If new to STLSportsPage, follow us on Twitter at @STLSportsPage and @RobRains

Affton High School assistant principal Jonathan Langhans, posted an intriguing picture on Twitter, and Jennings athletic director Ryan Wallace posted a similar one. It was of a line of football players standing arm in arm across a football field. On further look one could see it was the Affton and Jennings High School varsity teams standing together in solidarity before their game on Monday. 

The picture began circulating on social media. These two football teams agreed to join sides in what was to become a picture that could say more than words. In the midst of a volatile time in St. Louis, these young people displayed the type of behavior that can bring hope to a community that in so many ways is hurting.

Wallace said the two schools have had a long-time relationship as friends.

"Jennings and Affton have played each other in all of their offered sports for years,” he said. “A school in North County and a school from South City. We consistently hold good competitive games with sportsmanship often at the forefront. We appreciate that about each other.”

So it was nothing for the two teams to be playing each other in a regular football game, but it is what happened before the kick-off that has people noticing.

Friday Sept. 15th’s game scheduled between the two teams at Jennings, now called Jennings Senior High and College Prep Academy got postponed until Monday night.

Friday was the day the judge delivered the decision in the Jason Stockley case.

Security is always a priority at any high school event so the schools had to adjust the game schedule due to the St. Louis County officers being on extended duty.

Wallace said that when both schools learned of the verdict, the athletic directors got together. Dan Oliver is both the Affton athletic director and head football coach.

“We thought it would be a good idea to see if our student athletes would join each other at mid-field during our national anthem,” said Wallace.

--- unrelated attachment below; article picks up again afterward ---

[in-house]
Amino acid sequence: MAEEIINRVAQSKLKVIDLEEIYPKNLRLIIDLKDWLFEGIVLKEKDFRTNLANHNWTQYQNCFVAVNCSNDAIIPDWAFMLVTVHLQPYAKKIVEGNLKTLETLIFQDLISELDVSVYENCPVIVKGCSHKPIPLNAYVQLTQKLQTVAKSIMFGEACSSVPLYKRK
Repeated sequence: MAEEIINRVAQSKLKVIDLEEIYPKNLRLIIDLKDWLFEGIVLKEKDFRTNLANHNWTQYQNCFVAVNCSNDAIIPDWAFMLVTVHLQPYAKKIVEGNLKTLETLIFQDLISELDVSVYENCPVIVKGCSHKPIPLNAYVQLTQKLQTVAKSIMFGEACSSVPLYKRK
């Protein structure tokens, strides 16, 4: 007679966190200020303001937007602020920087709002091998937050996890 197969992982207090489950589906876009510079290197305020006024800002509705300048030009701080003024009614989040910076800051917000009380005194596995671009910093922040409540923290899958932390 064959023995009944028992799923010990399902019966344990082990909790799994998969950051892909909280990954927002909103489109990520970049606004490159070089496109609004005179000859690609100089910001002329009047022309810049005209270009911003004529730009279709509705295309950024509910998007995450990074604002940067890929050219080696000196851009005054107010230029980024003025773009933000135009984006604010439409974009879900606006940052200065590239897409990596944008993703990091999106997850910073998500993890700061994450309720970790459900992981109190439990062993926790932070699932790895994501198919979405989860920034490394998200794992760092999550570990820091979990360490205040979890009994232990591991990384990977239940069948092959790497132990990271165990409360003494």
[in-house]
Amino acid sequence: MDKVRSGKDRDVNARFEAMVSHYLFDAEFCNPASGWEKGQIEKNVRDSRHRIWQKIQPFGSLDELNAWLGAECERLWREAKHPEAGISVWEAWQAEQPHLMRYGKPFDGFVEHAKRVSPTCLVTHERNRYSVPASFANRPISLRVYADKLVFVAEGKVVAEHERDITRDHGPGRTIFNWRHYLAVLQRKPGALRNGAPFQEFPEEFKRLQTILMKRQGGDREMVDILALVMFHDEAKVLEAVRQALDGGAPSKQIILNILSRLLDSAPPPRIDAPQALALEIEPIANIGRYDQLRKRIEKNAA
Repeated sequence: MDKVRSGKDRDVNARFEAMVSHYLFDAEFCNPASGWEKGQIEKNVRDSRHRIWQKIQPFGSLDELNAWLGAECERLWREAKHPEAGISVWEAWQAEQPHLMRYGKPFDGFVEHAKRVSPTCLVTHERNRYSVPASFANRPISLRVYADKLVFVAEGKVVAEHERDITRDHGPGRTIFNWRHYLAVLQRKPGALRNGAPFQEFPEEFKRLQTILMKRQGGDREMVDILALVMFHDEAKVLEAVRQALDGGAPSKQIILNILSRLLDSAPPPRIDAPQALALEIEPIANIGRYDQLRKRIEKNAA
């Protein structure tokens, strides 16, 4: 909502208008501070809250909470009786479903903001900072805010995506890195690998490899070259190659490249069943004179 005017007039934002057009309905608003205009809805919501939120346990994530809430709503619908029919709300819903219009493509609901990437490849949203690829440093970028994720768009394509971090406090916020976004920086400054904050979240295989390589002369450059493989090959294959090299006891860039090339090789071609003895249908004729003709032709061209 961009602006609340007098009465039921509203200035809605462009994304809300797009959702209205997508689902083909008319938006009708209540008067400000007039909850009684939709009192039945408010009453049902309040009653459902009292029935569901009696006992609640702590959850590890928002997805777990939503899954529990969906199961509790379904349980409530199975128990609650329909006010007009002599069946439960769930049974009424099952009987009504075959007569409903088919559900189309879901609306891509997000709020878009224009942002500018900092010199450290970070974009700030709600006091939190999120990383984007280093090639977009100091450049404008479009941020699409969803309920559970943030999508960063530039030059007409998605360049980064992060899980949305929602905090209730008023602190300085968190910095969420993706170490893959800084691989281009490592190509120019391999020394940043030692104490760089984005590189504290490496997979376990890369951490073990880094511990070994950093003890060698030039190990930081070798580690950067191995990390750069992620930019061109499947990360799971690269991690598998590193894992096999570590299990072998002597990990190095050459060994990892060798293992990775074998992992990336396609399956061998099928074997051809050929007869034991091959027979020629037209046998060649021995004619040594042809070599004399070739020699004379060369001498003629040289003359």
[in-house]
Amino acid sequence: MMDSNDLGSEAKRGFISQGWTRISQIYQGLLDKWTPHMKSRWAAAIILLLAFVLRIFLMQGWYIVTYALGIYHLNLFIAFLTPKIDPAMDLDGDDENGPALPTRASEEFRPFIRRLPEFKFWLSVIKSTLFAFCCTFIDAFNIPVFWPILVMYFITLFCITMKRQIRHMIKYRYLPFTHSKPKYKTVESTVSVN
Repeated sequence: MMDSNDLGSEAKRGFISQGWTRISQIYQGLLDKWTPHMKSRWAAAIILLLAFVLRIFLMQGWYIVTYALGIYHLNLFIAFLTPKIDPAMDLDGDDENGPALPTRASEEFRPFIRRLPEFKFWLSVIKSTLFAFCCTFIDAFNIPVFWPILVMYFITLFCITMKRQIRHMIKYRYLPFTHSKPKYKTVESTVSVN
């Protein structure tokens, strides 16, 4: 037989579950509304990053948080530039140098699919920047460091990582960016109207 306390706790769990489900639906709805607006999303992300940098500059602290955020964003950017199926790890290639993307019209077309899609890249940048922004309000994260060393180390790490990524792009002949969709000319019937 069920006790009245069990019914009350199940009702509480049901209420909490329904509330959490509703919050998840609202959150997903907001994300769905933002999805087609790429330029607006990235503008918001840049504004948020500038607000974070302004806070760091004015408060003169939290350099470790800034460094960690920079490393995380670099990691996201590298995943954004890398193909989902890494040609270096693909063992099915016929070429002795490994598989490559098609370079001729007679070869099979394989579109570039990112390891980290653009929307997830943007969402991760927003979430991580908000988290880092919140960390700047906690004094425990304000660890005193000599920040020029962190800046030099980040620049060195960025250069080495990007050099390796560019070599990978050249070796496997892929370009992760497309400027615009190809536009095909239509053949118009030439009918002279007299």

“The game was changed (to Monday) out of concern for our students who may have had to travel to areas that may not have been safe after the game,” said Oliver.

"Both administrations felt due to potential unrest it would be safer to postpone it," said Jennings coach Mark Harris.

Even when they decided to play the game on Monday there were other events around the city that were being postponed or cancelled. Harris gave a lot of credit to those who decided the game should take place.

"Our Superintendent Art McCoy, Principal Rhonda Key and  Wallace should be commended for allowing the contest to take place despite the protests. Coach Oliver and the Affton staff  should also be recognized for participating in this show of Unity and playing a game we all love. "

Once the game was on, Oliver said he talked with Wallace.

“We wanted to show how the students always exhibit sportsmanship and positive behaviors,” Oliver said. “That was what we came up with.”

Getting two entire football teams to form a straight line together in an orderly fashion took a little planning.

"Coach Oliver and I met prior to the game and decided to alternative players and line up facing the crowd with the American flag in the center," said Harris.

“We were thinking they could stand side by side-- Affton Jennings, Affton, Jennings, etc-- while they honored America,” said Wallace.

But the players wanted to take it a step further--both the Affton and Jennings players decided to lock arms for the anthem.

Michele and Matt Herndon were in the stands as their son Max is a defensive player for the Affton Cougers.

“The announcer from Jennings had the teams come on the field for the National Anthem and they stood arm in arm ‘in a display of sportsmanship, unity, and peace’—is what the announcer said,” said Michele Herndon. “It was beautiful."

Playing the football game was a way to get some normalcy for the students after the unrest in the St. Louis are over the weekend.

“As our schedules were altered due to the Stockley verdict, I believe the student athletes and their respective school districts were excited to attend school and play a football game that day,” said Wallace. “We felt that it was a perfect time to display our patriotism, unity, peace and sportsmanship in this particular way, and our student athletes and coaching staffs were on board with it.”

"I hope that our kids and people from both schools and others in our nation come to understand we are the same," said Harris. "Our only difference is our skin tone. Any sport is not dependent on who we are. We are all Americans and play is what should help bring us together." 

This was not the first time that Jennings has done something like this.

"Two seasons ago on the anniversary of 911, we did something similar, " said Harris. "This year our athletic director, (Wallace) felt we should do it again as a sign of solidarity amongst the schools and players despite race or cultural differences. 

Oliver was proud of the players from both teams.

“Both teams represented their schools and their families excellently," he said.

Michele Herndon echoed his thoughts.

"It was a very touching moment and I was proud of all the players and coaches."

Steve Brotherton, the Affton superintendent said he  was not at the game but when he saw the photos, it was a proud moment for him.

"Leave it to students to show adults how they can come together and unite during difficult times."

And by the way, Affton won the game 28-12.